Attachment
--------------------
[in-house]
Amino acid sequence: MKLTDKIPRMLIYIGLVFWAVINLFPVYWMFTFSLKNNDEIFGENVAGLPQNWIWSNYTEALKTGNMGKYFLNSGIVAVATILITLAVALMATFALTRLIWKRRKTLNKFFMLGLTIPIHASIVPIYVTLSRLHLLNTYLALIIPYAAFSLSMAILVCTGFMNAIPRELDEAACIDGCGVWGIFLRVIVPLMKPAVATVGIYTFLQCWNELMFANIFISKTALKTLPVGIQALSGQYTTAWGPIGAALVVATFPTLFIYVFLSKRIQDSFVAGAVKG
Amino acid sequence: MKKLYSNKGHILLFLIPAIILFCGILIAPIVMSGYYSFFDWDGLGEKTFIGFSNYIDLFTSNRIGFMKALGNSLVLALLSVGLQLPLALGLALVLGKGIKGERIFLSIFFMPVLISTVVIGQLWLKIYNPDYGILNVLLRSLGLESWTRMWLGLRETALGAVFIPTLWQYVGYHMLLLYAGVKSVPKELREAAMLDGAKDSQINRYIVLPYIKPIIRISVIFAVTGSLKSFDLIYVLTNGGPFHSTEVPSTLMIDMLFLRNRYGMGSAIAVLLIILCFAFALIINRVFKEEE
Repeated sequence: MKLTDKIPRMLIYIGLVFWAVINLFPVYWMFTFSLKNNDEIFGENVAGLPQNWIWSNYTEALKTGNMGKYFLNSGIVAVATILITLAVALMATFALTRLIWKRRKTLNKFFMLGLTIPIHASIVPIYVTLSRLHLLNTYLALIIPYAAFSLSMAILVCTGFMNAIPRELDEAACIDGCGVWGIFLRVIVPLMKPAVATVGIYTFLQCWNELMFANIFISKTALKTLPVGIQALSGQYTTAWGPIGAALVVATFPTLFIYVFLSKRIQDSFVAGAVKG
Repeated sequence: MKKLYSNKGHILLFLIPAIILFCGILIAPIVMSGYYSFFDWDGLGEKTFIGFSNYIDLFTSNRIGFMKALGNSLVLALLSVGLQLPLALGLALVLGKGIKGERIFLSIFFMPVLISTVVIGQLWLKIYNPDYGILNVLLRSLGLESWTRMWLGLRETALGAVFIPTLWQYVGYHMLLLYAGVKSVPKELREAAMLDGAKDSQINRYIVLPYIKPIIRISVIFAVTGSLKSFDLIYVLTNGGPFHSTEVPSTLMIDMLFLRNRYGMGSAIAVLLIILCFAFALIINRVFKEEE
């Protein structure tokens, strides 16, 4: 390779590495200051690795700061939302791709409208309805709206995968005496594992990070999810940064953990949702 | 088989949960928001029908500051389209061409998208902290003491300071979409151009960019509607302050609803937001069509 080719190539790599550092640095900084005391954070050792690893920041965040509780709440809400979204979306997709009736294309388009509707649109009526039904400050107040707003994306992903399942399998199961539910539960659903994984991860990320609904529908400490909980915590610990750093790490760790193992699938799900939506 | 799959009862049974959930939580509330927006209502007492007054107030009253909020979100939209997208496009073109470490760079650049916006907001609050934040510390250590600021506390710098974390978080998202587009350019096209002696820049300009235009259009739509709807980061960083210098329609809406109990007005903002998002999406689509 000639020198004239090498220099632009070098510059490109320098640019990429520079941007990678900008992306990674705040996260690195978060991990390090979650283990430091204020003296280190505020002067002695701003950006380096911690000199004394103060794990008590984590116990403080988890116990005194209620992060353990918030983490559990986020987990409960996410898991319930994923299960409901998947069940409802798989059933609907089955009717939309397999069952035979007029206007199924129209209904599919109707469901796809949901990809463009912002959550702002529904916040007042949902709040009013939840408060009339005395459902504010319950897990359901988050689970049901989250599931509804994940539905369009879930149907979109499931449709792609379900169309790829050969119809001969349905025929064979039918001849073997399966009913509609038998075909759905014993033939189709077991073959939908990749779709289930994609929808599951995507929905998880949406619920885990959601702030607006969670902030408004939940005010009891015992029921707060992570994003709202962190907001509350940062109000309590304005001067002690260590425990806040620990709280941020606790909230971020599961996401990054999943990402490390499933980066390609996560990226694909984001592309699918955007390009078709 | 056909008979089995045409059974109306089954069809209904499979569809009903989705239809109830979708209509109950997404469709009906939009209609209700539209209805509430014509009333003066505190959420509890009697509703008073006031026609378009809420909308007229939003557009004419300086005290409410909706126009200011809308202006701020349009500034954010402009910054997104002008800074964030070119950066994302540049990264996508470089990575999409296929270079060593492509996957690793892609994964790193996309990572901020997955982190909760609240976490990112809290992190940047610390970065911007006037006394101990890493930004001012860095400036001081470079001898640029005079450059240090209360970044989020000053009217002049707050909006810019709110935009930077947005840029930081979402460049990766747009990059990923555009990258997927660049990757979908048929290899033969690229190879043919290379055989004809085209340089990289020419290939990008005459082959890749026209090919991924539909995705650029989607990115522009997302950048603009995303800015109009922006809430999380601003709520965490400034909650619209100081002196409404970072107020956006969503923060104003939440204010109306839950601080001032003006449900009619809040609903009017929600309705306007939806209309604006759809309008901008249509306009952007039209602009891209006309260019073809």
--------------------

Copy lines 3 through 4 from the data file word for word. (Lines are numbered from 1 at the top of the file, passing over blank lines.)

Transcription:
Amino acid sequence: MKKLYSNKGHILLFLIPAIILFCGILIAPIVMSGYYSFFDWDGLGEKTFIGFSNYIDLFTSNRIGFMKALGNSLVLALLSVGLQLPLALGLALVLGKGIKGERIFLSIFFMPVLISTVVIGQLWLKIYNPDYGILNVLLRSLGLESWTRMWLGLRETALGAVFIPTLWQYVGYHMLLLYAGVKSVPKELREAAMLDGAKDSQINRYIVLPYIKPIIRISVIFAVTGSLKSFDLIYVLTNGGPFHSTEVPSTLMIDMLFLRNRYGMGSAIAVLLIILCFAFALIINRVFKEEE
Repeated sequence: MKLTDKIPRMLIYIGLVFWAVINLFPVYWMFTFSLKNNDEIFGENVAGLPQNWIWSNYTEALKTGNMGKYFLNSGIVAVATILITLAVALMATFALTRLIWKRRKTLNKFFMLGLTIPIHASIVPIYVTLSRLHLLNTYLALIIPYAAFSLSMAILVCTGFMNAIPRELDEAACIDGCGVWGIFLRVIVPLMKPAVATVGIYTFLQCWNELMFANIFISKTALKTLPVGIQALSGQYTTAWGPIGAALVVATFPTLFIYVFLSKRIQDSFVAGAVKG